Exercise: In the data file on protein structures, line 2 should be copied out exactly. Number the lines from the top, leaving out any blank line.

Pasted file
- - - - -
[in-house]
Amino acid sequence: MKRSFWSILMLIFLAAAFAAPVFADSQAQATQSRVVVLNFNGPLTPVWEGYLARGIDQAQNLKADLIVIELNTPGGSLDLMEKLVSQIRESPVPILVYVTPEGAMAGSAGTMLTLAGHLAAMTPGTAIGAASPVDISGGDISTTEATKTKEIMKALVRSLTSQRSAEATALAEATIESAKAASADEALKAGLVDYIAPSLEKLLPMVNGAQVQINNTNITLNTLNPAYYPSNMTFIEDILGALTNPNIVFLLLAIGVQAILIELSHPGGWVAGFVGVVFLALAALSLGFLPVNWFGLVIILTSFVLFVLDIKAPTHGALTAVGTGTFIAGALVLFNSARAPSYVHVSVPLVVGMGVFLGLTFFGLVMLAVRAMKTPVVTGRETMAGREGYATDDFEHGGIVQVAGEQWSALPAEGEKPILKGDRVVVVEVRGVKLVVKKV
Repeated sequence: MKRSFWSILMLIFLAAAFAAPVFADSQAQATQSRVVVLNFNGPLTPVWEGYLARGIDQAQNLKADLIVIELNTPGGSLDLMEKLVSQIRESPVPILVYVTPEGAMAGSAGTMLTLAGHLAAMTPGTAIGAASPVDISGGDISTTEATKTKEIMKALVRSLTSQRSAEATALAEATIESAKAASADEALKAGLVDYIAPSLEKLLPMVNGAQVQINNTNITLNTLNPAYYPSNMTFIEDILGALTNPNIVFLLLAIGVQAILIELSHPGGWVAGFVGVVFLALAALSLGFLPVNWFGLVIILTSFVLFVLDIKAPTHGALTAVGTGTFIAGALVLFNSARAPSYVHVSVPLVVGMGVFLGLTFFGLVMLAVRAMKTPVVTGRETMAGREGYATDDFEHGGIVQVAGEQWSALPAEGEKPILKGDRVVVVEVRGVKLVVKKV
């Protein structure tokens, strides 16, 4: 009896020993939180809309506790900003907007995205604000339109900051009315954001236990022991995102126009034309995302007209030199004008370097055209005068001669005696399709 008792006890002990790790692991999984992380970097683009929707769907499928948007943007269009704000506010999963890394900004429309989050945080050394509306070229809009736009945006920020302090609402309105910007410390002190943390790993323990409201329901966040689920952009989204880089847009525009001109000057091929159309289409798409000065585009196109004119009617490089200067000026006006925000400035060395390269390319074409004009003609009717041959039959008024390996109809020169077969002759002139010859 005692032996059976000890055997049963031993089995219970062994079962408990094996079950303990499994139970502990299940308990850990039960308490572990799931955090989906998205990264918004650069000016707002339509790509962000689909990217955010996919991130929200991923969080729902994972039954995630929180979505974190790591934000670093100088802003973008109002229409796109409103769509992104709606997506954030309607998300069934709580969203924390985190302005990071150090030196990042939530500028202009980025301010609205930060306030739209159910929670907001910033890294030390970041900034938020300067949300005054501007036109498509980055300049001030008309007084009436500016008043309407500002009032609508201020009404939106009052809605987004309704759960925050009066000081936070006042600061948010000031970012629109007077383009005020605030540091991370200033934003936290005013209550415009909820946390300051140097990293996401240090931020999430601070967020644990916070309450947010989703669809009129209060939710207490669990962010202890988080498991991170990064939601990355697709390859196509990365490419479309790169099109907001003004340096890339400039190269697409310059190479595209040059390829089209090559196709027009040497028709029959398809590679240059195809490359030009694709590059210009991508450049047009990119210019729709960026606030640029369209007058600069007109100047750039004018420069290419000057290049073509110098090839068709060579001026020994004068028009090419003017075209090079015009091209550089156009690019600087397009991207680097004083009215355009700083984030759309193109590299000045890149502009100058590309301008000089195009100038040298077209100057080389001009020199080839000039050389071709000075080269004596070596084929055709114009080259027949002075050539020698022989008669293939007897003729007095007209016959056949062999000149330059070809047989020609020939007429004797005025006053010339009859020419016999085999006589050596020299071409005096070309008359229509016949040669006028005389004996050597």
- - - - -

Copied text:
Amino acid sequence: MKRSFWSILMLIFLAAAFAAPVFADSQAQATQSRVVVLNFNGPLTPVWEGYLARGIDQAQNLKADLIVIELNTPGGSLDLMEKLVSQIRESPVPILVYVTPEGAMAGSAGTMLTLAGHLAAMTPGTAIGAASPVDISGGDISTTEATKTKEIMKALVRSLTSQRSAEATALAEATIESAKAASADEALKAGLVDYIAPSLEKLLPMVNGAQVQINNTNITLNTLNPAYYPSNMTFIEDILGALTNPNIVFLLLAIGVQAILIELSHPGGWVAGFVGVVFLALAALSLGFLPVNWFGLVIILTSFVLFVLDIKAPTHGALTAVGTGTFIAGALVLFNSARAPSYVHVSVPLVVGMGVFLGLTFFGLVMLAVRAMKTPVVTGRETMAGREGYATDDFEHGGIVQVAGEQWSALPAEGEKPILKGDRVVVVEVRGVKLVVKKV